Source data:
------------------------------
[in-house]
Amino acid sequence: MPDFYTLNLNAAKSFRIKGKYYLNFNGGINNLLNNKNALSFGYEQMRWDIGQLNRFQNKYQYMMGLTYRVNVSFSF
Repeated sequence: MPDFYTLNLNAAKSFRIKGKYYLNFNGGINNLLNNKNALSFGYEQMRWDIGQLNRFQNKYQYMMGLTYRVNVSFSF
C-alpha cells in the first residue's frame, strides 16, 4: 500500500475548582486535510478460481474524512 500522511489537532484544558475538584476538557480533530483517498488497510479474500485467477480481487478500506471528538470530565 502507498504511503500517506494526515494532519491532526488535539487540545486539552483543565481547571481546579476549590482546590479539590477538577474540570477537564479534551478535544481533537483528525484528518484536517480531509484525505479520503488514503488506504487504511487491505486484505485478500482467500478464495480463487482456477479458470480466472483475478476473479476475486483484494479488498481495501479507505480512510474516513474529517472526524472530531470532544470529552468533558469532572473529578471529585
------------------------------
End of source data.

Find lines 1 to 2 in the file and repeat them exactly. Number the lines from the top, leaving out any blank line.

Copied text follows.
[in-house]
Amino acid sequence: MPDFYTLNLNAAKSFRIKGKYYLNFNGGINNLLNNKNALSFGYEQMRWDIGQLNRFQNKYQYMMGLTYRVNVSFSF